March 21, 1985
Appeal from the Supreme Court, Albany County (Williams, J.).
The facts are undisputed. Petitioner's husband served with the Department of Transportation from May 1973 until his service-connected death in July 1981. He was 53 years old at the time. The following September, petitioner, as decedent's widow, applied for accidental death benefits and that application was approved by respondent on October 27, 1981. The benefits, payable in the form of a pension, are $590.25 per month. Retirement and Social Security Law § 64 expressly provides that any pension payable on account of death is to be reduced by the amount finally determined to be due under workers' compensation by reason of such death. Since monthly workers' compensation benefits payable to petitioner because of her husband's death exceed the amount of her accidental death pension, respondent, by reason of Retirement and Social Security Law § 64, concluded that she had no present right to accidental death benefits. As a consequence, she is receiving nothing from the State Employees' Retirement System.
Though challenged, petitioner's pension benefits were properly computed as follows: one half of decedent's final salary of $14,166 equals $7,083, which, when divided by 12, equates to a monthly pension of $590.25 (Retirement and Social Security Law § 61 [b], [d]).
In February 1982, petitioner applied for a lump-sum death payment in the amount of $20,000. Respondent advised her that as it had been determined that she was eligible for accidental death benefits (although such benefits had been completely offset by workers' compensation payments), no lump-sum benefit was payable to her. Following denial of her application for ordinary death benefits by a hearing officer and Special Term's concurrence in that decision, this appeal by petitioner ensued. We affirm.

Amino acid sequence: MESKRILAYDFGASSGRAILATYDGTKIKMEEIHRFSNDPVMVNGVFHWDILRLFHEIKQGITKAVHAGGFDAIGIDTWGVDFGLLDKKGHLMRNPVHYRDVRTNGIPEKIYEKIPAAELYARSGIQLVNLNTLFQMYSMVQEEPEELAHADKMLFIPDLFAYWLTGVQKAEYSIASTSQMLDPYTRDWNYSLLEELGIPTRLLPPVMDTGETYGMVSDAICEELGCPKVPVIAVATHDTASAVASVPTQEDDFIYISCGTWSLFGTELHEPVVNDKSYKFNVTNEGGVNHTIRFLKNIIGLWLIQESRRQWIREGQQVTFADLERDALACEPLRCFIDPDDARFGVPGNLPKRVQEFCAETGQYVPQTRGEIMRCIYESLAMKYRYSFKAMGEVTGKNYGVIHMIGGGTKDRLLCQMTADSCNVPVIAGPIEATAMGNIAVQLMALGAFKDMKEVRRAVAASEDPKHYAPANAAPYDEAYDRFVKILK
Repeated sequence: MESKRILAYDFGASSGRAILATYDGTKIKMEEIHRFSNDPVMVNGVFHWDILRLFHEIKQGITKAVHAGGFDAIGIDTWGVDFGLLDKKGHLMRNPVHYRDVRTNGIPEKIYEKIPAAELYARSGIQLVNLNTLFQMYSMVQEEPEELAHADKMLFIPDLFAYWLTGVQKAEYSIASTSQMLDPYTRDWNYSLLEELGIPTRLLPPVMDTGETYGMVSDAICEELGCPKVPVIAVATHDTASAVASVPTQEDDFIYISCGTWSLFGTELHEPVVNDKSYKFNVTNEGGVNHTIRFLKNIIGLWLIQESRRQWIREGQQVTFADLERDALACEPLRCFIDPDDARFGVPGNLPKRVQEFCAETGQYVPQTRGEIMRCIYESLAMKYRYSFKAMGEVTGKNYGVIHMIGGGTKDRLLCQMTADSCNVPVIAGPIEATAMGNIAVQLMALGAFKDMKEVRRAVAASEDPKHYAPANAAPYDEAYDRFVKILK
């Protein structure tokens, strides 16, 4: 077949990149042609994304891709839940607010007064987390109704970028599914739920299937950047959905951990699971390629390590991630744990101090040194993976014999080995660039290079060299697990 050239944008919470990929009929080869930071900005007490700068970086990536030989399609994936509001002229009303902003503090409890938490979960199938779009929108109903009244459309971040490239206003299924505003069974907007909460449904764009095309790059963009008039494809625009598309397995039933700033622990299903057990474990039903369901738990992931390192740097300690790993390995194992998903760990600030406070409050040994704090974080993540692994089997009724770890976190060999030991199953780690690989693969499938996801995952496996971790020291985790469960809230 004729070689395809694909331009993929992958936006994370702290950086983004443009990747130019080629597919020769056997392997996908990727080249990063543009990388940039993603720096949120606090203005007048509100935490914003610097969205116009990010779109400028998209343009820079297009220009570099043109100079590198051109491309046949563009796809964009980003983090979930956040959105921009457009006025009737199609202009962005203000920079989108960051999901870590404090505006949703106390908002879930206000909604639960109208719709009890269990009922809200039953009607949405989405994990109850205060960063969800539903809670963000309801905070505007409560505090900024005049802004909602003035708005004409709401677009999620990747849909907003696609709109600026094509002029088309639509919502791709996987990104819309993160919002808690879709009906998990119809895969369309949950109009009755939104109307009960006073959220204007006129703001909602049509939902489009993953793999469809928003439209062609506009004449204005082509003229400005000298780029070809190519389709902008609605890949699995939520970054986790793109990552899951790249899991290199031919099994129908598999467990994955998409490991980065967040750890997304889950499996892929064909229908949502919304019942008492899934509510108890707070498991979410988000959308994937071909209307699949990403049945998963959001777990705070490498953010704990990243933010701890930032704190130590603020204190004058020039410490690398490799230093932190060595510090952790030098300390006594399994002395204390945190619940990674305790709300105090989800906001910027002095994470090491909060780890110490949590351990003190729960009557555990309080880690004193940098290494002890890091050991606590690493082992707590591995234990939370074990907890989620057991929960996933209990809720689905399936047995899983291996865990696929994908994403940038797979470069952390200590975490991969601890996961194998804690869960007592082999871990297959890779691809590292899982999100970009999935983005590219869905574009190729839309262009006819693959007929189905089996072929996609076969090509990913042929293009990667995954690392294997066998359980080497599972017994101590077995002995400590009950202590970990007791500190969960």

Retirement and Social Security Law § 60 (a) (3) provides in relevant part that "[a]n ordinary death benefit shall not be payable in any case in which an accidental death benefit is payable". The single exception to this proscription occurs when the named beneficiary dies or remarries. In that event, if the accidental death benefit payments, as computed pursuant to Retirement and Social Security Law § 61, and without reduction for workers' compensation payments, total less than the ordinary death benefit, the difference is then to be paid to the beneficiary, or member's estate, to which the ordinary death benefit would have been paid. It is only when petitioner is no longer eligible for accidental death benefits that it will be possible to calculate the total amount of those benefits. Since she has neither remarried nor expired, that figure is currently indeterminable. There is, therefore, no error or irrationality in respondent's rejection of her ordinary death benefit claim.
This conclusion also comports with the object and purpose of Retirement and Social Security Law § 60 (a). Prior to its amendment in 1963 (L 1963, ch 524), this section declared, without exception, that an ordinary death benefit was unavailable in any case in which an accidental death benefit was payable. From the Governor's bill jacket relating to this amendment, it appears that invariably the sums paid by way of accidental death benefits far exceeded the amount which would have been paid as an ordinary death benefit. That was not true, however, when a widow remarried or died within a short period after the death of the member, leaving no children under 18 years of age surviving. In those particular circumstances, the aggregate paid in accidental death benefits could have been less than that which would have been payable as an ordinary death benefit. The amendment was apparently designed to obviate this inequitable result and to secure to the statutory beneficiaries of accidental death benefits at least an amount equivalent to that of an ordinary death benefit. Acceptance of petitioner's contention that Retirement and Social Security Law § 60 (a) (3) entitled her to the ordinary death benefit to the extent that it exceeded the accidental death benefit requires not only a misreading of the statute, but a misperception of its purpose as well.
Judgment affirmed, without costs. Mahoney, P.J., Casey, Mikoll and Yesawich, Jr., JJ., concur.